Peter came and said to him, “Lord, if another member of the church sins against me, how often should I forgive? As many as seven times?” Jesus said to him, “Not seven times, but, I tell you, seventy-seven times. Matthew 18:21-35
At 2:15 in the afternoon on March 28, 2010, Conor McBride, a tall, sandy-haired 19-year-old wearing jeans, a T-shirt and New Balance sneakers, walked into the Tallahassee Police Department and approached the desk in the main lobby. Gina Maddox, the officer on duty, noticed that he looked upset and asked him how she could help. “You need to arrest me,” McBride answered. “I just shot my fiancée in the head.” When Maddox, taken aback, didn’t respond right away, McBride added, “This is not a joke.”
He had indeed, in a fit of rage, gunned down his fiancée, Ann Grosmaire, and she would die from her injuries days later. The Grosmaire family story was told in a long-form piece in the New York Times from several years ago called, Can Forgiveness Play a Role in Criminal Justice?
The article describes the scene,
That night, Andy Grosmaire, Ann’s father, stood beside his daughter’s bed in the intensive-care unit of Tallahassee Memorial Hospital. The room was silent except for the rhythmic whoosh of the ventilator keeping her alive. Ann had some brainstem function, the doctors said, and although her parents, who are practicing Catholics, held out hope, it was clear to Andy that unless God did “wondrous things,” Ann would not survive her injuries. Ann’s mother, Kate, had gone home to try to get some sleep, so Andy was alone in the room, praying fervently over his daughter, “just listening,” he says, “for that first word that may come out.”
Ann’s face was covered in bandages, and she was intubated and unconscious, but Andy felt her say, “Forgive him.” His response was immediate. “No,” he said out loud. “No way. It’s impossible.” But Andy kept hearing his daughter’s voice: “Forgive him. Forgive him.”
Andy Grosmaire knew what all of us know: forgiveness is hard.
Jesus taught that the same spiritual apparatus that gives forgiveness away is the one that actually receives soul-forgiveness. It is the same spiritual valve. If it is closed off towards others, then it is an indication that it was never open to receive from God.
The Forgiveness Principle: Forgiven people, forgive. And they only forgive others to the degree in which they have been forgiven.
To refuse to forgive someone is to allow resentment to build up in the soul. I can’t remember who said it, but it is so true, “Resentment is the poison we swallow, while we hope the other person dies.”
But when your soul has been ravished by God’s forgiveness, you are on the hunt for those who need to be forgiven. True Christians are world-class forgivers. We are the gold-standard for mercy.
Desmond Tutu from South Africa spent his life trying to get white and black South Africans to forgive one another said, “You and I have no future without forgiveness.”
Every time we take a step to begin to forgive, we are living the Jesus-rhythm of dying, rising, giving, and receiving God’s outlandish forgiveness ever more deeply into the depths of our life.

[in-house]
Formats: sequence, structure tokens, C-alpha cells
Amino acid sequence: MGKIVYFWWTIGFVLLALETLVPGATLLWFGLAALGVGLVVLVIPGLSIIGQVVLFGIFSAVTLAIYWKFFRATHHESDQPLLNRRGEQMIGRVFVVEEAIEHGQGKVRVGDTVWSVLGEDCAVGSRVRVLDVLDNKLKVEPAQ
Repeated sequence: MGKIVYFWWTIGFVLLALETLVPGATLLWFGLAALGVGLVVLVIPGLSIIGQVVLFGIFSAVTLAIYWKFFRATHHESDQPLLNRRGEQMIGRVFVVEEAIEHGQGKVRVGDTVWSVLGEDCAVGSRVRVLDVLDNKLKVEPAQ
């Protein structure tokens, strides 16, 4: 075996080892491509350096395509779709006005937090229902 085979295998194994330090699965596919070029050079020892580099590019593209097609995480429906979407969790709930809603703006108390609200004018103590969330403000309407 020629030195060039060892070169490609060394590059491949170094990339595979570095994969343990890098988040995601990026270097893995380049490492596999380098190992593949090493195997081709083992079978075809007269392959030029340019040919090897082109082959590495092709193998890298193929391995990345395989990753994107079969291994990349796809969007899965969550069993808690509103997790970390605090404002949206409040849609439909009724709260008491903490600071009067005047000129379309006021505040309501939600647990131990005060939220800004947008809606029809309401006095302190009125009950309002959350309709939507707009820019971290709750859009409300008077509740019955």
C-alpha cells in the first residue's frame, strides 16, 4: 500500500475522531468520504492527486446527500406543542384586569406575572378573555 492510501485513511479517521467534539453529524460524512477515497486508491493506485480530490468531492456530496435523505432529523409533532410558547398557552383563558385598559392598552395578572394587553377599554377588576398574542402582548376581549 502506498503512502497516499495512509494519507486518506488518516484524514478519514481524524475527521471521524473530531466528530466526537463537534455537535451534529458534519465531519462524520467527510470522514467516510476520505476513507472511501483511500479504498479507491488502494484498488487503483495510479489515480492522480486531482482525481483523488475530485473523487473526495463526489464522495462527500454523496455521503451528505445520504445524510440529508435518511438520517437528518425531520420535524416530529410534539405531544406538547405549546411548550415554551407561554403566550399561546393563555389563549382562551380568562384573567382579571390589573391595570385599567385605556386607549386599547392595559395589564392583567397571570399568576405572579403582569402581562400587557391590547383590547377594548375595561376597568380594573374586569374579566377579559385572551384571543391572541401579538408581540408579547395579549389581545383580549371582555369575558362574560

Never mistake forgetting for forgiving.
Forgiveness has nothing to do with forgetting. It’s easy to become confused. The Bible teaches that God is able to forgive and forget.
For I will forgive their iniquity, and their sin I will remember no more.” Jeremiah 31:34
Notice that it never says that we are to do the same. We can’t. Only He can. One reason why God can forget is that there is nothing he needs to learn by remembering. There’re tons of important information that we can learn by remembering, even though we may not want to remember.
Does God forget the way we forget when we can’t remember where we left our keys? No. God does not have amnesia—to say God forgets is to say that he feels about us the way he would feel if he had forgotten.
Author Lewis Smedes reminds us,
You will know that forgiveness has begun when you recall those who hurt you and feel the power to wish them well.
That’s why remembering, not forgetting, is the key to forgiveness. Forgiving does not mean forgetting. It’s draining the past of its power to hurt us.
Be willing to take a step to forgive one more time.
Forgiveness always begins with a decision. It is an act of the will, even though we may not “feel like it” at the moment. I decide to work towards releasing you from the “debt” you “owe” me.
Often even after we have decided to forgive someone, the painful emotions rise up again and make us want to send an invoice on the relational debt.
Is Jesus saying that we only have to forgive 77 times? Then on the 78th time they hurt us we can bloody their nose? No. As often as I think of you and feel pain, I re-release you from your debt. The point is for a follower of Jesus you place no deadline on the willingness to offer somebody pardon.
It’s a journey, it’s not a moment. And the deeper the hurt, the longer the road. Jesus invites us simply to be willing to do it one more time to do one more time.
Eventually, Andy Grosmaire was willing to take that one more time step. He processed his rage, his grief, his sadness—and in the end he chose to take a step to forgive.
This is what the writer of that article says about his own journey. He says “Ann’s parents strive to model their lives on Jesus and forgiveness is deep in their creed. Andy says, “I realized it was not just my daughter Ann asking me to forgive her killer. It was Jesus Christ,” Andy recalls. and I hadn’t said no to him before, and I wasn’t going to start then. I felt just a wave of joy and I told Anne in that hospital room, “I’ll do it.”
This is somebody whose life has been marked by the outlandish forgiveness of God.
So, friends may you experience God’s forgiveness deep in your being and may you extend it because you and I have no future without forgiveness.